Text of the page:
British Olympic gold medallist Jessica Ennis-Hill has announced her retirement from athletics with immediate effect.
The 30-year-old won Olympic gold in the heptathlon at London 2012, silver at Rio 2016 and is a two-time world champion.
Ennis-Hill released a statement on her Instagram account saying it was "one of the toughest decisions" she has faced but "retiring now is right".
Ennis-Hill won heptathlon gold in 2012 after she claimed victory on Super Saturday, which also saw Mo Farah win the 10,000 metres and Greg Rutherford take the long jump crown inside the Olympic Stadium.
She won by 306 points ahead of Germany's Lilli Schwarzkopf with a total of 6,955 but was unable to defend her title this summer when she finished runner-up to Belgium's Nafissatou Thiam by just 35 points.
Sheffield-born Ennis-Hill had taken time out between the Games to have son Reggie, missing the 2014 Commonwealth Games, and did hint about retirement immediately after winning silver in Brazil.
"It's going to be a tough decision, I'm going to go away and think about it," she told the BBC at time time. "At this moment, I'm tired and emotional, it's a big decision."
She returned after the birth of her son in July 2014 to win the World Athletics Championships in Beijing last year having already achieved the qualifying standard for Rio.
It was her second world heptathlon title after winning in Berlin in 2009 while she also claimed silver two years later.
Ennis-Hill's senior breakthrough came in 2006 when she won bronze at her only Commonwealth Games - finishing behind winner and team-mate Kelly Sotherton - while she also won gold at the 2010 European Championships and the World Indoor Pentathlon title the same year.
Ennis-Hill's heptathlon record:
- Four major outdoor gold medals
- Two silvers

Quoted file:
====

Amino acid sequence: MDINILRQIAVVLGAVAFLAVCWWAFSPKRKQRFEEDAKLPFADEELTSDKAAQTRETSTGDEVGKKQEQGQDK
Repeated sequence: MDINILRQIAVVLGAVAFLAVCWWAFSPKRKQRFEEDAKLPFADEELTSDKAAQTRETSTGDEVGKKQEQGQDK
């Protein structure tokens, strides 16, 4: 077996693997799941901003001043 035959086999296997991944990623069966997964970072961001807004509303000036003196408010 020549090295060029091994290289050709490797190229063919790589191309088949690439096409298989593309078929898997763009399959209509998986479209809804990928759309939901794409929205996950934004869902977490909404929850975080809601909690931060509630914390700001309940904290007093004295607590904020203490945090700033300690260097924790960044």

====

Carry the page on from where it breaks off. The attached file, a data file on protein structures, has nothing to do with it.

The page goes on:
- One Bronze
The victories were part of her dominance of the sport between 2009 and 2012 ahead of glory at London 2012.
She won the 100 metres hurdles before coming sixth in high jump and 10th in shot put. A personal best of 22.83 seconds saw her second in the 200 metres and Ennis-Hill was also second in the long jump before throwing 47.49 metres, a personal best, in the javelin to finish 10th and put her on the brink of the title.
She completed victory with a season's best of two minutes and eight seconds in the 800metres to win the race and the Olympic crown.
Team GB Chef de Mission for the Rio 2016 Games, Mark England, praised Ennis-Hill's "glittering career", saying that he did not see her announcement coming, but added: "What a wonderful way to end a glittering career, to bow out at the top."
"She's probably the finest all-round female athlete that this country has ever produced," Mr England added, recounting her "infectious smile" and the calmness with which she approached her sport, something he said which was very beneficial to younger athletes.
Mr England added that the Olympian was a "great role model" and that Team GB "would bite her hand off" if Ennis-Hill wanted to get involved with Tokyo 2020 in roles such as offering her experiences to athletes.
"I know it will have been incredibly difficult for Jess, but I am pleased for her that she has been able to make the decision and can now look forward to a much deserved retirement," said British Athletics performance director Neil Black.
"The entire performance team of coaches, athletes and support staff will miss her at events. Not only has she competed at the highest level, but she has been a warm and positive presence within the GB team and a great example to the younger team members.
"Her record as an athlete is phenomenal and that's without considering the challenges of returning from pregnancy to win world gold and Olympic silver.
"I'd like to thank her not only for her contribution to the GB team over the years, but additionally for being a great person to work with, know and support."